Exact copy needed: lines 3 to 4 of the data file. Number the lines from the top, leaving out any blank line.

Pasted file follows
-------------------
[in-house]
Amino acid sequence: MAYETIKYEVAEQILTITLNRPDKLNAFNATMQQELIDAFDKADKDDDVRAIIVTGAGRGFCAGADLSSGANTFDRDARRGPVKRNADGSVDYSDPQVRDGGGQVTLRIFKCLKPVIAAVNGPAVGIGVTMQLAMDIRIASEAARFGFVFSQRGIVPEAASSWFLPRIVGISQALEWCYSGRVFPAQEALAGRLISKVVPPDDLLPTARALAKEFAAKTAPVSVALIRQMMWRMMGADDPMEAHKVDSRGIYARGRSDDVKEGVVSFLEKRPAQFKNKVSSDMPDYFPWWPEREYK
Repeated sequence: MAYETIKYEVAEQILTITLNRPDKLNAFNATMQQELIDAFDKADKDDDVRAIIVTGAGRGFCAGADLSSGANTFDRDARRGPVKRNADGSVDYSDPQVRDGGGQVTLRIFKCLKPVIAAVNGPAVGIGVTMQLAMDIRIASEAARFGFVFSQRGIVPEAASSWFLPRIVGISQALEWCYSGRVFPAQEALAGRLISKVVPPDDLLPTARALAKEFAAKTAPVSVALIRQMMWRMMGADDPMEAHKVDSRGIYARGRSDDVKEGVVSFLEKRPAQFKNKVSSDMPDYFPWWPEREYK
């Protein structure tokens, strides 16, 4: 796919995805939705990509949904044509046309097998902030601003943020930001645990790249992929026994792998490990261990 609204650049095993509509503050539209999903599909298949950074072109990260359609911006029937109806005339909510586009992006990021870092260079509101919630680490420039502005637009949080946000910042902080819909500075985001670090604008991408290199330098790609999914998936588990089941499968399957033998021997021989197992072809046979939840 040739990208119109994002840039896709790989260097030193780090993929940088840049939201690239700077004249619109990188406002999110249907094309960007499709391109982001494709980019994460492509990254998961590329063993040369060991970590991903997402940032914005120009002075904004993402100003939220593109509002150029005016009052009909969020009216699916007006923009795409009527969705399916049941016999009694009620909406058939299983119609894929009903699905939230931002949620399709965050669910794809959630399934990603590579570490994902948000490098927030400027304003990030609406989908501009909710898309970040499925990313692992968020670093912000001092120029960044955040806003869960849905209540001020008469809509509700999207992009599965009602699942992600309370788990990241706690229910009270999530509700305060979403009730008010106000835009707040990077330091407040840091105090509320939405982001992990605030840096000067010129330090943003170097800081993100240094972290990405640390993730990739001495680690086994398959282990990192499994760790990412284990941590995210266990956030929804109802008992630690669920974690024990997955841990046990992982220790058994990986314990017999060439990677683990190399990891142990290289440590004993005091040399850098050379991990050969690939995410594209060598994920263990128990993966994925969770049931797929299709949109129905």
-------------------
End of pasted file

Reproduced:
Repeated sequence: MAYETIKYEVAEQILTITLNRPDKLNAFNATMQQELIDAFDKADKDDDVRAIIVTGAGRGFCAGADLSSGANTFDRDARRGPVKRNADGSVDYSDPQVRDGGGQVTLRIFKCLKPVIAAVNGPAVGIGVTMQLAMDIRIASEAARFGFVFSQRGIVPEAASSWFLPRIVGISQALEWCYSGRVFPAQEALAGRLISKVVPPDDLLPTARALAKEFAAKTAPVSVALIRQMMWRMMGADDPMEAHKVDSRGIYARGRSDDVKEGVVSFLEKRPAQFKNKVSSDMPDYFPWWPEREYK
């Protein structure tokens, strides 16, 4: 796919995805939705990509949904044509046309097998902030601003943020930001645990790249992929026994792998490990261990 609204650049095993509509503050539209999903599909298949950074072109990260359609911006029937109806005339909510586009992006990021870092260079509101919630680490420039502005637009949080946000910042902080819909500075985001670090604008991408290199330098790609999914998936588990089941499968399957033998021997021989197992072809046979939840 040739990208119109994002840039896709790989260097030193780090993929940088840049939201690239700077004249619109990188406002999110249907094309960007499709391109982001494709980019994460492509990254998961590329063993040369060991970590991903997402940032914005120009002075904004993402100003939220593109509002150029005016009052009909969020009216699916007006923009795409009527969705399916049941016999009694009620909406058939299983119609894929009903699905939230931002949620399709965050669910794809959630399934990603590579570490994902948000490098927030400027304003990030609406989908501009909710898309970040499925990313692992968020670093912000001092120029960044955040806003869960849905209540001020008469809509509700999207992009599965009602699942992600309370788990990241706690229910009270999530509700305060979403009730008010106000835009707040990077330091407040840091105090509320939405982001992990605030840096000067010129330090943003170097800081993100240094972290990405640390993730990739001495680690086994398959282990990192499994760790990412284990941590995210266990956030929804109802008992630690669920974690024990997955841990046990992982220790058994990986314990017999060439990677683990190399990891142990290289440590004993005091040399850098050379991990050969690939995410594209060598994920263990128990993966994925969770049931797929299709949109129905």